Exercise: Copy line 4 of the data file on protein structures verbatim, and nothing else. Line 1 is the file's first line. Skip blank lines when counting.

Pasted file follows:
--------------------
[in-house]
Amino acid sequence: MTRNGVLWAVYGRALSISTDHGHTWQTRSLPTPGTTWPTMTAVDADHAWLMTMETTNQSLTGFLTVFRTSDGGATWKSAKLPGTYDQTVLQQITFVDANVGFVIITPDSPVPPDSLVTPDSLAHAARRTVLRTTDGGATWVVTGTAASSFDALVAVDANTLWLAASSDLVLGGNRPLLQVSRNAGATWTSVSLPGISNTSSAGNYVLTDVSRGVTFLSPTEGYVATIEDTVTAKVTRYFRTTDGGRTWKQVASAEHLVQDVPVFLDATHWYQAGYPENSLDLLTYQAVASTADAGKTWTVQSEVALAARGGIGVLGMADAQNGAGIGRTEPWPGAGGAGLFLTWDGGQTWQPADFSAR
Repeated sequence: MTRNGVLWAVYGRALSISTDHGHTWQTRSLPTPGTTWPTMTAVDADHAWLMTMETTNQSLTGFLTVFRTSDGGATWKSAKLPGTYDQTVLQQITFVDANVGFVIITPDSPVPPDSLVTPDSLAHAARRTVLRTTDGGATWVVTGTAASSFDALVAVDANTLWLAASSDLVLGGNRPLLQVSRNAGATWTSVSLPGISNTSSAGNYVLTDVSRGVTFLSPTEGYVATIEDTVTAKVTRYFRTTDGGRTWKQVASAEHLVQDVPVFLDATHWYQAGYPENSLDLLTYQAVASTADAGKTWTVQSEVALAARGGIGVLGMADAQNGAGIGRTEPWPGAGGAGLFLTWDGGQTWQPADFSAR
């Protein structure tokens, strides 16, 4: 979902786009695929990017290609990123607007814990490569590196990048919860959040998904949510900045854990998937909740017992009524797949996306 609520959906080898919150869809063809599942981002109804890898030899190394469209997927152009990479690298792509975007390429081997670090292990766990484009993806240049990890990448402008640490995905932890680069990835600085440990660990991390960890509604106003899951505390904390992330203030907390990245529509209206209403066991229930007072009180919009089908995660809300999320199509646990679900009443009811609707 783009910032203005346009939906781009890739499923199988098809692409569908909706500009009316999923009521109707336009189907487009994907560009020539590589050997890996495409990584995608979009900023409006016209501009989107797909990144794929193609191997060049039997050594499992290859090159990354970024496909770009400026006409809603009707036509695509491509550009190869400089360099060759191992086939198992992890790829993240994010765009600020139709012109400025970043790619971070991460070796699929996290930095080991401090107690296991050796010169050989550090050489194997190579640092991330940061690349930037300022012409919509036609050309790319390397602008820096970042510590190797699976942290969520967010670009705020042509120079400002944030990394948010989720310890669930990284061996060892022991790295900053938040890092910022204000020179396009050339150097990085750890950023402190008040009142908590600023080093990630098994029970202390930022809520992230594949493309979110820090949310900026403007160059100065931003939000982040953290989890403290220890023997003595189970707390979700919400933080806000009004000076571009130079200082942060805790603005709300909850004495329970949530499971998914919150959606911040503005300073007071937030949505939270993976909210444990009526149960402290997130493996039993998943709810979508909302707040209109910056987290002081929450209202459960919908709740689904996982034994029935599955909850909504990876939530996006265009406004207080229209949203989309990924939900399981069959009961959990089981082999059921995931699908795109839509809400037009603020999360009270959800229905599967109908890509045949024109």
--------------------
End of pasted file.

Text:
């Protein structure tokens, strides 16, 4: 979902786009695929990017290609990123607007814990490569590196990048919860959040998904949510900045854990998937909740017992009524797949996306 609520959906080898919150869809063809599942981002109804890898030899190394469209997927152009990479690298792509975007390429081997670090292990766990484009993806240049990890990448402008640490995905932890680069990835600085440990660990991390960890509604106003899951505390904390992330203030907390990245529509209206209403066991229930007072009180919009089908995660809300999320199509646990679900009443009811609707 783009910032203005346009939906781009890739499923199988098809692409569908909706500009009316999923009521109707336009189907487009994907560009020539590589050997890996495409990584995608979009900023409006016209501009989107797909990144794929193609191997060049039997050594499992290859090159990354970024496909770009400026006409809603009707036509695509491509550009190869400089360099060759191992086939198992992890790829993240994010765009600020139709012109400025970043790619971070991460070796699929996290930095080991401090107690296991050796010169050989550090050489194997190579640092991330940061690349930037300022012409919509036609050309790319390397602008820096970042510590190797699976942290969520967010670009705020042509120079400002944030990394948010989720310890669930990284061996060892022991790295900053938040890092910022204000020179396009050339150097990085750890950023402190008040009142908590600023080093990630098994029970202390930022809520992230594949493309979110820090949310900026403007160059100065931003939000982040953290989890403290220890023997003595189970707390979700919400933080806000009004000076571009130079200082942060805790603005709300909850004495329970949530499971998914919150959606911040503005300073007071937030949505939270993976909210444990009526149960402290997130493996039993998943709810979508909302707040209109910056987290002081929450209202459960919908709740689904996982034994029935599955909850909504990876939530996006265009406004207080229209949203989309990924939900399981069959009961959990089981082999059921995931699908795109839509809400037009603020999360009270959800229905599967109908890509045949024109």